I am the good shepherd: the good shepherd lays down his life for his sheep. The hired man, since he is not the shepherd and the sheep do not belong to him, abandons the sheep as soon as he sees a wolf coming, and runs away, and then the wolf attacks and scatters the sheep; he runs away because he is only a hired man and hafs no concern for the sheep. I am the good shepherd; I know my own and my own know me, just as the Father knows me and I know the Father; and I lay down my life for my sheep. And there are other sheep I have that are not of this fold, and I must lead these too. They too will listen to my voice, and there will be only one flock, one shepherd. The Father loves me, because I lay down my life in order to take it up again. No one takes it from me; I lay it down of my own free will, and as I have power to lay it down, so I have power to take it up again; and this is the command I have received from my Father.
Although we may not see many flocks of sheep with their shepherds nowadays, we are very familiar with the image of the Good Shepherd. We know it well from Jesus Himself, and also from those people who, in Him, bear responsibility for the good of the faithful.
The Good Shepherd is the prototype of protection and security for God’s flock, because he gives his life for the sheep and does not run away when he sees the wolf coming. For he loves his sheep and, if we refer to Jesus as the Good Shepherd, they belong to Him.
Those who are entrusted with a ministry as shepherds represent the Lord and are also called to lay down their lives for the flock, which is the Lord’s property. Thank God, we have many examples of such shepherds.
On the other hand, those whom the Lord calls “hired men” act differently. They do what they have to do, but they do not take inner responsibility for the flock and therefore do not pay attention to the dangers that could threaten the sheep. When the wolf comes, they make themselves safe. They have not established with the flock a bond of love, which goes beyond their own interests. They do not care more for the good of the other person than for their own good.
Only in God can we find the full security of knowing that we are protected by the Good Shepherd. Men, no matter how good their intentions, can falter. The Lord wants us to be aware of this, because it is simply the truth, to which we must fully awaken:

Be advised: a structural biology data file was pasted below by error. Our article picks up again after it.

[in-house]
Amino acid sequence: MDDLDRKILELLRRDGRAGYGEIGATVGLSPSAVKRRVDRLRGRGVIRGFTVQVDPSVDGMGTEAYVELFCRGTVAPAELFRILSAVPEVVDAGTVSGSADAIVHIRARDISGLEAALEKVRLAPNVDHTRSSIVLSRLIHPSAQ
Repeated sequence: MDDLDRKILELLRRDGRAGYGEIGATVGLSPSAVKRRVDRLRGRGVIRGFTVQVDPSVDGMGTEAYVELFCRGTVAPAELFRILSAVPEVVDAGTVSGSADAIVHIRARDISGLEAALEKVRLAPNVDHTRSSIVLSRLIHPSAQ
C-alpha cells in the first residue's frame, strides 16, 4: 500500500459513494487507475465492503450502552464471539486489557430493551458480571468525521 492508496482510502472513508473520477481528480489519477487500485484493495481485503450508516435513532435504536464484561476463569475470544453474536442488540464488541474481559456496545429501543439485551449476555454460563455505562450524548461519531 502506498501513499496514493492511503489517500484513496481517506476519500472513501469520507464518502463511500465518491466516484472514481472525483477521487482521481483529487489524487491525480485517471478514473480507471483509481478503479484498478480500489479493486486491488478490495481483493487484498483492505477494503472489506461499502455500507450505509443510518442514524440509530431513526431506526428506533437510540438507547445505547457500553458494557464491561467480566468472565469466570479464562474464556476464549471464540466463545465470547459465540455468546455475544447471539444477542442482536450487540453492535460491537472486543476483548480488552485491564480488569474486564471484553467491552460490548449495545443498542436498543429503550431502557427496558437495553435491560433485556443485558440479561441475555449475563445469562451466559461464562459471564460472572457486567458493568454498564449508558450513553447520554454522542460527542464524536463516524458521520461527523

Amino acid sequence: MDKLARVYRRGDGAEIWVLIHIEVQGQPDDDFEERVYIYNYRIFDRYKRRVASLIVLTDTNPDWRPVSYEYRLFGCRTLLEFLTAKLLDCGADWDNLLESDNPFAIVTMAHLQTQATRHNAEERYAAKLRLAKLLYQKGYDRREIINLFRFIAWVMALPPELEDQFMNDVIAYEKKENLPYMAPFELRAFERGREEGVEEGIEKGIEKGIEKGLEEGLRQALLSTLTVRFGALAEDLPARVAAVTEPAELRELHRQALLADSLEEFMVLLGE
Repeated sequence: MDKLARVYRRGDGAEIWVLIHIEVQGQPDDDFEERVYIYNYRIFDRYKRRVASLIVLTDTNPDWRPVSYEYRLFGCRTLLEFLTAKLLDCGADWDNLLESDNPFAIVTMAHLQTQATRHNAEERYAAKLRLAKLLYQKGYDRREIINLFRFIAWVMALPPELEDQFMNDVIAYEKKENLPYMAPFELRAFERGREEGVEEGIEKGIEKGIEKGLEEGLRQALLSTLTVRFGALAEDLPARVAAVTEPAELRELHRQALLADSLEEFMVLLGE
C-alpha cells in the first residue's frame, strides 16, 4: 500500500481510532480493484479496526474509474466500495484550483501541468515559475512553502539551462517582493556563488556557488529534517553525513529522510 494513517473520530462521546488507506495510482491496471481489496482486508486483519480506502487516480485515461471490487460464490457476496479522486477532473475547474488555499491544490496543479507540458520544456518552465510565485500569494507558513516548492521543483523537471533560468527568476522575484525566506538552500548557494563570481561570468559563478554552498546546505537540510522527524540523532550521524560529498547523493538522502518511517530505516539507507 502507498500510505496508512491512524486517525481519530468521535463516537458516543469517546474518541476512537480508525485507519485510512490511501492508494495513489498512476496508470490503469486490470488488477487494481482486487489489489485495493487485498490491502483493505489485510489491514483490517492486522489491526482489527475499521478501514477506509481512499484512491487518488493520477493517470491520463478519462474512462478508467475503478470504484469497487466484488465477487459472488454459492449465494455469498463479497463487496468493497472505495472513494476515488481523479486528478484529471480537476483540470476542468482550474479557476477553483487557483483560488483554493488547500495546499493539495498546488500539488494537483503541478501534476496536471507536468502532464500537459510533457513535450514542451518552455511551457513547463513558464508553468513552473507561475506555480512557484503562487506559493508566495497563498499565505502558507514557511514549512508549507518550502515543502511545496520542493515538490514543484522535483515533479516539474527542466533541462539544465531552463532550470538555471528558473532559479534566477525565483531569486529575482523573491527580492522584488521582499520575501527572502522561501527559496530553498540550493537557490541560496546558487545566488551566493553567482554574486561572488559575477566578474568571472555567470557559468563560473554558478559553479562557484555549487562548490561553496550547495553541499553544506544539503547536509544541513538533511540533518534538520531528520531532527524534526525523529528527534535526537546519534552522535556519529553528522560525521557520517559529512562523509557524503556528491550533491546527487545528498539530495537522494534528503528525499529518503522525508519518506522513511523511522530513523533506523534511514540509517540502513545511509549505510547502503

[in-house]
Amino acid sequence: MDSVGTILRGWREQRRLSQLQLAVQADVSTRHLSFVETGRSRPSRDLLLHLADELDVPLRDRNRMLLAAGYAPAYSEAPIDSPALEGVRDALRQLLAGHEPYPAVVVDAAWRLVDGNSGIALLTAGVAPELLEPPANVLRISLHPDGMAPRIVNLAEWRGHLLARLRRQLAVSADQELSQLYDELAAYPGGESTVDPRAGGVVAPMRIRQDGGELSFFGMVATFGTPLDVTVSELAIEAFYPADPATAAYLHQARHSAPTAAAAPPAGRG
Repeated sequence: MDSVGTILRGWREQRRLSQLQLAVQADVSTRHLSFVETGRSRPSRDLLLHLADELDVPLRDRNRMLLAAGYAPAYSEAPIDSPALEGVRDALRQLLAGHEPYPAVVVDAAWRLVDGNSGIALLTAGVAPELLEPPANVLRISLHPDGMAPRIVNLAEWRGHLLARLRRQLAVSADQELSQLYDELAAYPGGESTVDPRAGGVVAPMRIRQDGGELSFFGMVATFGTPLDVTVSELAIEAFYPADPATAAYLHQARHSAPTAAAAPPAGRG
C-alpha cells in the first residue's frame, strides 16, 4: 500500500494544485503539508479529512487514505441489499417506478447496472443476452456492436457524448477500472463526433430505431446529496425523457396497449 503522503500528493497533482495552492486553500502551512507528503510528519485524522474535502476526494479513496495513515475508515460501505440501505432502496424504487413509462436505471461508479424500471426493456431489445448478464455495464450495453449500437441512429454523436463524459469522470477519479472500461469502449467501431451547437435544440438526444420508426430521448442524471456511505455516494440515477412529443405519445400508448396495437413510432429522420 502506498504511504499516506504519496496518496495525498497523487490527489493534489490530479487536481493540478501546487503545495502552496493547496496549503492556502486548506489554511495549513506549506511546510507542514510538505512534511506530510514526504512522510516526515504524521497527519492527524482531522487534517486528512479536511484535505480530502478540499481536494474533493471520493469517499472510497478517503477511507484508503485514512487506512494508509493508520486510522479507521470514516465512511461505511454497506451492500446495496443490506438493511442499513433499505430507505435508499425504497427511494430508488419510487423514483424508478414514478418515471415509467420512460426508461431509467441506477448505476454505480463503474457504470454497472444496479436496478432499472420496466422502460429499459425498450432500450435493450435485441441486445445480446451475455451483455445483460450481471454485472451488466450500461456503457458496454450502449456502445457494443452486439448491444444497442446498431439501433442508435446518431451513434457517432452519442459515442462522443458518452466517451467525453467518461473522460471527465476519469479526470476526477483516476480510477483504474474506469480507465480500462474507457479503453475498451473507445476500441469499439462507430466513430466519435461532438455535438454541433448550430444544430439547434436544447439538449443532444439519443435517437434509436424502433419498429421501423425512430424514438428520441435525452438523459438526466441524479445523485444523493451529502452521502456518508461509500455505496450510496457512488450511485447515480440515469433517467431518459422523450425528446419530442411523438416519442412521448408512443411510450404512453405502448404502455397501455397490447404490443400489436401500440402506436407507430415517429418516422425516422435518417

“No one is good but God alone” – Jesus tells us (Mk 10:18), certainly referring to the fact that no one can be good by himself. Only God is goodness itself! But the more we live in God, the more we allow ourselves to be moved by Him, the more His goodness will grow in us, so that we will become good in Him. But with the limitation that we can only remain good if we remain in Him.
While the Pope, bishops and priests are the first to be entrusted with the service of shepherds, they are not the only ones. They must protect the flock above all from false doctrines and recognise, in the spirit of discernment, where the wolf is infiltrating in order to confuse the flock, for the consequence of false doctrines is the scattering of the flock! This does not only apply to those teachings and tendencies that come from outside and want to penetrate the Church; but the vigilance of pastors is especially necessary to identify and counteract errors within the Church. St. Paul is a good example for us in this, since he opposed any alteration of doctrine (cf. e.g. Gal 1:6-9).
Apart from counteracting erroneous doctrines, pastors must always proclaim the faith clearly and must be aware that their every remark or comment, whether official or unofficial, will have an impact on the faithful and on the whole world, because of the wide spreading of modern media.
If it should happen – God forbid – that pastors do not fulfil their mission properly or that they themselves fall into error, as was the case during the Arian crisis, then it would be important for the faithful, with their sense of the faith, to take on “shepherding tasks”, so to speak, by bearing witness to the authentic faith and pointing out errors.
As Jesus said, there must be one flock under one shepherd. What does this mean?
As Catholics we can point out that the fullness of truth is present in the Catholic Church, even if it is not always fully awakened. Will all believers come to the Catholic Church? Is that God’s plan?
We are called to pray for Christian unity and to give authentic witness to our faith. The more the Church shines in holiness and preserves purity of doctrine and praxis, if the liturgy is not trivialised and vocations to religious life are appreciated; if she maintains the necessary distance from the world, while being able to proclaim the Gospel convincingly to it, the more she will attract those who seek the fullness of truth.
When the time is right, the Holy Spirit will let us know how the Lord will finally bring to fulfilment that statement that “there will be only one flock, one shepherd.”
On the other hand, a striving for unification that neglects fundamental truths and instead introduces human concepts is misleading.
Only Jesus, the Good Shepherd, can be the deepest foundation of true unity among people. In His Church, He has entrusted to us the treasure of faith in its fullness. Therefore, all wolves who want to enter the flock or who have already entered it, must be driven away. Perhaps in their blindness some wolves even consider themselves to be good shepherds and do not realise the poison they bring and pass on. Therefore, much vigilance and prayer is required, so that those who spread error will wake up, and so that the shepherds, who are called to protect the flock, will fearlessly assume their responsibility.